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Ben Jonson and Theatre is an research and party of Jonson's performs from the perspective of the theatre practitioner in addition to the instructor. Reflecting the expanding curiosity within the wider box of Renaissance drama, this e-book bridges the theory/practice divide by way of debating how Jonson's drama operates in functionality. Ben Jonson and Theatre comprises: * discussions with and among practitioners * essays at the staging of the performs * edited transcripts of interviews with modern practitioners the quantity contains contributions from Joan Littlewood, Sam Mendes, John Nettles, Simon Russell Beale and Geoffrey Rush, Oscar-winning actor for Shine.
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Additional resources for Ben Jonson and the Theatre: Performance, Practice, and Theory
How are actors to gain access to that inner dynamic of a play by Jonson and perceive or sense the stimulus it offers to their creativity at a reading of the text? This raises an issue about the texts available for reading. Comparing the 1616 Folio of Jonson’s Works with the 1623 Folio of Shakespeare’s, Andrew Gurr detects a marked and pointed difference between them. Shakespeare’s plays are printed from copy that in various ways was designed primarily for actors’ use; Jonson’s he sees as the product of careful editing, even rewriting and expansion, and designed for a readership.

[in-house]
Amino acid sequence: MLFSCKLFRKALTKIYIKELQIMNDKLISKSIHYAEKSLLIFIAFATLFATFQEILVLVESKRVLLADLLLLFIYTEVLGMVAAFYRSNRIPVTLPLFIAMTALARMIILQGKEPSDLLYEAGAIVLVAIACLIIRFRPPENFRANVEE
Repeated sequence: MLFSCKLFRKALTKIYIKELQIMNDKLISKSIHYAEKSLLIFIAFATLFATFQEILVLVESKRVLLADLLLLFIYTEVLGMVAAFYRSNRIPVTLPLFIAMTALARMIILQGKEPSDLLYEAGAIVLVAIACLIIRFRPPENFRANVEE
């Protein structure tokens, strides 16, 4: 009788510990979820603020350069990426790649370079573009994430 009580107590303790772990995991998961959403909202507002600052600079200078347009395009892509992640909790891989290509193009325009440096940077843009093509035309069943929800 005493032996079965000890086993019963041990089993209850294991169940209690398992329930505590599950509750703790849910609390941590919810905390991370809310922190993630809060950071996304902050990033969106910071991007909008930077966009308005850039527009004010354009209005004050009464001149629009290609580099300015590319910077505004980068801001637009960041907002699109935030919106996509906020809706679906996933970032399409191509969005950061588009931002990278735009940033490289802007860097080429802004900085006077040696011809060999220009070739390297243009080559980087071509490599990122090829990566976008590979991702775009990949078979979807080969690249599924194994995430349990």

In 1608, after ten years of use by a boy’s company, the Blackfriars had reverted to the possession of its owners, Richard and Cuthbert Burbage, who inherited it from their father in April 1597. They, having run the Globe through those ten years, from 1599 to 1608, as members of a consortium of five of the sharers from the playing company who were performing at the Globe, designed a new contract in 1608. In effect, they extended the ownership of the Blackfriars to the same consortium. Consequently, when the Blackfriars playhouse reopened in early 1610, after the long closure for the plague, while Jonson was still writing his play, the owners of the Blackfriars had become those five Lovewits: Richard and Cuthbert Burbage, John Heminges, Henry Condell and, last but far from least, that most famous lover of wit, William Shakespeare.
The layout of the modern edition slows down the pace of it all, as it becomes visually a series of questions and answers and in consequence there is little sense that the trio are (in modern parlance) winging it or that they have recovered a unity of intent after their divisive quarrel. The Folio text shows us why Doll was so anxious about the future of their ‘venture tripartite’ throughout the men’s aggression: everything depends on their ability to respond to any given situation as a team. The Folio text here implies much about pace, characterisation and a necessary ensemble work for the actors involved.